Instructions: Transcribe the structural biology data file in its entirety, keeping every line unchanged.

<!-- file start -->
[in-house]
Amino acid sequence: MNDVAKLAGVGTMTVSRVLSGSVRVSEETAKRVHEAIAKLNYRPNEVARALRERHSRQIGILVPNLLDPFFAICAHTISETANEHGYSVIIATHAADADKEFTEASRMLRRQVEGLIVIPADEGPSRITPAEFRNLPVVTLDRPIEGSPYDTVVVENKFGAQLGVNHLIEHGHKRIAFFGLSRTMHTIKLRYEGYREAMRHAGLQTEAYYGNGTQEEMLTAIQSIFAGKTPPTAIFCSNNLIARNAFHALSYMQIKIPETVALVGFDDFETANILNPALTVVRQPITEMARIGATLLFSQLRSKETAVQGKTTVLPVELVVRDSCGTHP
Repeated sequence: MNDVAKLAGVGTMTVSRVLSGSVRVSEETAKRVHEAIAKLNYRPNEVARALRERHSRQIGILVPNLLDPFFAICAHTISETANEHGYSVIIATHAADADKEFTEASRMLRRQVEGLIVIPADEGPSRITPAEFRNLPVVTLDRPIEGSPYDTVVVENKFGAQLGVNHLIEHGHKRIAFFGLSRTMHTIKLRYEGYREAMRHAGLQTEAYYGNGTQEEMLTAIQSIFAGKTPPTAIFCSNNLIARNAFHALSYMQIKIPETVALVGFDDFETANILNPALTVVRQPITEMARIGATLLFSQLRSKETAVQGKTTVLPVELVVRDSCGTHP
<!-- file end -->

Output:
[in-house]
Amino acid sequence: MNDVAKLAGVGTMTVSRVLSGSVRVSEETAKRVHEAIAKLNYRPNEVARALRERHSRQIGILVPNLLDPFFAICAHTISETANEHGYSVIIATHAADADKEFTEASRMLRRQVEGLIVIPADEGPSRITPAEFRNLPVVTLDRPIEGSPYDTVVVENKFGAQLGVNHLIEHGHKRIAFFGLSRTMHTIKLRYEGYREAMRHAGLQTEAYYGNGTQEEMLTAIQSIFAGKTPPTAIFCSNNLIARNAFHALSYMQIKIPETVALVGFDDFETANILNPALTVVRQPITEMARIGATLLFSQLRSKETAVQGKTTVLPVELVVRDSCGTHP
Repeated sequence: MNDVAKLAGVGTMTVSRVLSGSVRVSEETAKRVHEAIAKLNYRPNEVARALRERHSRQIGILVPNLLDPFFAICAHTISETANEHGYSVIIATHAADADKEFTEASRMLRRQVEGLIVIPADEGPSRITPAEFRNLPVVTLDRPIEGSPYDTVVVENKFGAQLGVNHLIEHGHKRIAFFGLSRTMHTIKLRYEGYREAMRHAGLQTEAYYGNGTQEEMLTAIQSIFAGKTPPTAIFCSNNLIARNAFHALSYMQIKIPETVALVGFDDFETANILNPALTVVRQPITEMARIGATLLFSQLRSKETAVQGKTTVLPVELVVRDSCGTHP